Time is your uncle?

They say “you don’t know what you’ve ’till it’s gone.”  Not only does it make for the central theme of a power ballad, my direct experience since last week’s post has provided a reminder and proof.  I had mentioned before how I started this year teaching three online classes instead of my usual two.  Writing this post offers proof of survival, but that six-week run sure did take away what small chunk of time I had left to give on given day.

While I have some home time freed up again, time for work at SBU is still in short and fleeting supply.  I’ve ended up settling on this topic of time, as I did not make any progress on a certain project since last week’s post.  It’s nothing earth-shattering, or perhaps even mildly awesome, but one of many things I want to get the experience of doing, to know if it is something I could tell others, “you should do this.”

What is Time?  From our perspective here on Earth, we measure our day by the rise and setting of the Sun as we rotate around it.  Observations and measurements taken by generations before us has led to a construction of seconds, minutes, hours in a day, and how many days makes a week, a month and a year.  We’ve gotten so good, we now make corrections not just with a leap day every four years, but the occasional leap second.  After the recent earthquake in Chile, scientists say the rumble may have affected the earth’s rotations such that our days are now shorter by at least a microsecond.

But what if a human being or two is floating in some manner of craft, in a typical dark void of space?  Would they care as much to know what Time it is, when there is no rising/setting sun?  One of my favorite Einstein quotes is:

“When a man sits with a pretty girl for an hour, it seems like a minute. But let him sit on a hot stove for a minute and it’s longer than any hour. That’s relativity.”

Life can be easier when taken with the relative approach.  Mark the end of your day with the setting of the sun (most folks even now are up to witness this), rest before the sunrise, do what needs to be done while the sun is up.  But then we got clever.  Calendars and clocks mean we can plan, segment and regiment what will happen when.  And deadlines.  Oh my yes, we’ve all got deadlines.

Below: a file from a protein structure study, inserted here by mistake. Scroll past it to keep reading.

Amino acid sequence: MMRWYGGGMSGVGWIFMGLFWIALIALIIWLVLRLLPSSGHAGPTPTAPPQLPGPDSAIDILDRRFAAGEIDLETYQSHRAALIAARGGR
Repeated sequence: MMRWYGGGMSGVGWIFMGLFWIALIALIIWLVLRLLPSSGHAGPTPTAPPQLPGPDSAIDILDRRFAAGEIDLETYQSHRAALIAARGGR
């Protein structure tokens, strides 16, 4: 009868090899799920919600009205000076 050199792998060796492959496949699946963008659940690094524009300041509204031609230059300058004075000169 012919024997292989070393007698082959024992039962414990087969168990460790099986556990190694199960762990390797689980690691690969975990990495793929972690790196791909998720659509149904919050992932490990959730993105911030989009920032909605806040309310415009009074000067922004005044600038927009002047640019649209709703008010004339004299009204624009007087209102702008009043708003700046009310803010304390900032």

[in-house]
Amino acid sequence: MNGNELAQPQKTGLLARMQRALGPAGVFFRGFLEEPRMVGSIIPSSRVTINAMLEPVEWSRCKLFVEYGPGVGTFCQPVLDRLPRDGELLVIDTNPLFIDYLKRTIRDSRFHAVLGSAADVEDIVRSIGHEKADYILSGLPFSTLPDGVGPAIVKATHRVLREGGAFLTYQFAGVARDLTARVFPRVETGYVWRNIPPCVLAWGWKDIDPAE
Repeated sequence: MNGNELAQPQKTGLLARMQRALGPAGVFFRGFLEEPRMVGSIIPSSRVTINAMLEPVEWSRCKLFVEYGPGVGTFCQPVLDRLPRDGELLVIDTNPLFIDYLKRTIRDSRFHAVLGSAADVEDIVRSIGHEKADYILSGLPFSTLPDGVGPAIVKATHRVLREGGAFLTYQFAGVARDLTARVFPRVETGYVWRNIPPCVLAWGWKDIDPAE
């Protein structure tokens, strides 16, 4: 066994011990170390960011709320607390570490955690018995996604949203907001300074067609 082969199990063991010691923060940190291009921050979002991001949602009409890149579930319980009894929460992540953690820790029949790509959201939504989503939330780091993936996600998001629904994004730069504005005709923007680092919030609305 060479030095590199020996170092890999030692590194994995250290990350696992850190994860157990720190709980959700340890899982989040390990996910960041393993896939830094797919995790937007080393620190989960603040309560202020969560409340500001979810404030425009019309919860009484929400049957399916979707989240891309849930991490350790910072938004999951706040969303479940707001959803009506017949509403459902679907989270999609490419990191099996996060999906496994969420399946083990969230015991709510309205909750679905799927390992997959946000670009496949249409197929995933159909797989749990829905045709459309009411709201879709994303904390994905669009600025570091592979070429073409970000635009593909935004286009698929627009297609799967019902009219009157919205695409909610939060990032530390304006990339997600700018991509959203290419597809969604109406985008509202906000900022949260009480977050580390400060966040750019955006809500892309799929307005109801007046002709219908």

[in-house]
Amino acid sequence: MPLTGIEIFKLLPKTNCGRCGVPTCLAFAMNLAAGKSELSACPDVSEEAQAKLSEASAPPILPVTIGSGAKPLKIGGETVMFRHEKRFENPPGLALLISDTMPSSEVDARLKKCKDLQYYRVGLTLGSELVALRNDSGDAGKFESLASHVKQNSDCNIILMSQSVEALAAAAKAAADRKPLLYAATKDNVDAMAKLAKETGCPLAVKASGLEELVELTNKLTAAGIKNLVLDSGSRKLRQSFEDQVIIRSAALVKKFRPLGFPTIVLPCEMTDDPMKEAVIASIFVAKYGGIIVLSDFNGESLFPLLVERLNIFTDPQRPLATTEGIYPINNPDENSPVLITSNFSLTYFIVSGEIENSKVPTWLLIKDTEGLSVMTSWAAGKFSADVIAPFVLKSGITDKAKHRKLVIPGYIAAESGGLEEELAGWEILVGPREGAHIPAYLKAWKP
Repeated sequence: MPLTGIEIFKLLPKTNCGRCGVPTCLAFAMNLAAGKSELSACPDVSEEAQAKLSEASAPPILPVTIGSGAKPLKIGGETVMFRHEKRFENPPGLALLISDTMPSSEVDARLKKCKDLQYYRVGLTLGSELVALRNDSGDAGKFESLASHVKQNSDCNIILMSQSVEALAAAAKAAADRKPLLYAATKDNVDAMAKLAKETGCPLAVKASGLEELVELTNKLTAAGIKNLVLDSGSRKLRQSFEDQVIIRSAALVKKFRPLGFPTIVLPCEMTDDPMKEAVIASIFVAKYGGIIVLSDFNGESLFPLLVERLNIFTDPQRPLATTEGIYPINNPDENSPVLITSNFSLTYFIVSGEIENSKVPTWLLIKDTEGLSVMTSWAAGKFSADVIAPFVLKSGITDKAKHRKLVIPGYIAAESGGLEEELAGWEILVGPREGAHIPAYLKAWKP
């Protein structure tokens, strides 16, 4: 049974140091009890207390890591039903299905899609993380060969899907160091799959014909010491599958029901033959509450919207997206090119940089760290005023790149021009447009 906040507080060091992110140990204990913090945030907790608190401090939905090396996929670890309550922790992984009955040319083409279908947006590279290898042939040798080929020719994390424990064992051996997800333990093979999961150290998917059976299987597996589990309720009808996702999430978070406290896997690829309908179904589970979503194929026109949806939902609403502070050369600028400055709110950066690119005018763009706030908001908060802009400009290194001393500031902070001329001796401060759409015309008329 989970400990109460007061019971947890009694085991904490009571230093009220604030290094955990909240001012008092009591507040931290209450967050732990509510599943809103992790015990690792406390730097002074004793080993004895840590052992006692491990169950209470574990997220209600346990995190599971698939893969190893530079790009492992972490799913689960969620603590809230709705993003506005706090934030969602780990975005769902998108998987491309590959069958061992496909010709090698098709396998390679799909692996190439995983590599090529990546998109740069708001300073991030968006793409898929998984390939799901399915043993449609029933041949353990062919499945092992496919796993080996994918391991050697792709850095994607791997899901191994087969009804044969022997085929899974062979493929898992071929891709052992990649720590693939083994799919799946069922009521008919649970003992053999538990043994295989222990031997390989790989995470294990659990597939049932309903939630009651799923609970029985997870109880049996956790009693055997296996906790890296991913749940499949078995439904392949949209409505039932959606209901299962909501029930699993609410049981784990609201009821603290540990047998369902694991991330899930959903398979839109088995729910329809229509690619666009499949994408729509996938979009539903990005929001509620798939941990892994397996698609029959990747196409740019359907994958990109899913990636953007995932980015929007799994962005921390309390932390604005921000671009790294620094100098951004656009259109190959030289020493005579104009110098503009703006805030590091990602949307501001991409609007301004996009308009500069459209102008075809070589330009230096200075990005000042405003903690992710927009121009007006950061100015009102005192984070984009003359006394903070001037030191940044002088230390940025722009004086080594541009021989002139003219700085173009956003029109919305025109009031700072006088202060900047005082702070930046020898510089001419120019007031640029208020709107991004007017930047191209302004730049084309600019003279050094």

And do they ever make cool whooshing noises as they go past, right Douglas Adams?

Time and electricity means we can do just about whatever we want, whenever we want to.  Go to work in your allotted time, and you earn the money needed to pay the electric bill to light your home and run your equipment.  Stay ahead of those deadlines from work and life in general, and you must be doing something right.


So, if time is mostly something we’ve made up, is anyone’s time more precious, valued, coveted, protected than an other person’s time?  Why do we use Time as an excuse?  More and more it seems I run into phrases and thinking which can be summed up as:

“I don’t have time to learn that myself, won’t *you* do that for me?”

I’m finding it harder to not take such thinking personally.  Yes, I may have gone before you and invested the time and effort needed to understand XYZ.  That does not mean I can just tell you a brief synopsis, or perform this ability for you, and have you know it like I do.  My time is just as precious (and yet imaginary?) as yours.  I made the investment, why don’t you?

Lest I come off as ranting or selfish, I am writing this as I am midway through pulling some Daddy Taxi Service duty for my youngest child.  And earlier this evening, I gave up a significant (relative to something?) time waiting in a pharmacy line to get the needed cold medicine for my oldest child.  When you live in the area code now associated with a chemically brewed drug, no more getting the good stuff right off the shelf.  My wife is finishing the second of three days (planned, and those plans can change) helping my father-in-law with pre/during/post of a medical procedure, away from us.  All of our time is relative, yet precious, and I think we, the human race, are better when give some of it to others, instead of just using it all on ourselves.

Excellent, I managed to write about Time, and not even mention that big N-zero birthdate, centered in the middle of the average lifespan, that I’ve got coming up fast.

Drat.  Or better yet, D’oh!

Speaking of Time and WordPress, why is my local time 8:20-ish pm, but this site thinks it is in the 2am hour on March the 3rd?  I know that works out to be the 6 hour difference in Zulu time from here, hmmmmm.


~ by Neal Cross on March 3, 2010.

6 Responses to “Time is your uncle?”

  1. Good post. I’m in area code 517, what kind of drug are we named for? 🙂


    • Excellent question. As a native of 517, what seems like a suitable choice? Something brought across the Canadian border/Great Lakes? 🙂

  2. Have I got a book for you, “Einstein’s Dream.” I hope you have TIME to read it 😉

  3. Excellent post, Neal. We’ve been having philosophical discussions for the last two days about time, ever since the Chile earthquake discussion arose. Some of our discussion (we are chicks, after all) centered around whether or not, if the day truly got shorter, we would age more slowly. I’m going with that theory, myself.

    Go, #teampie!!!!

    • I had not thought of that aspect yet. But if I understand my relativity correctly, I *think* your perception would be “I’m aging more slowly”, but the reality is, we keep advancing towards getting older?

      OK, I think I felt a synapse in my brain explode? Ouch.

      And, Go #teampie!

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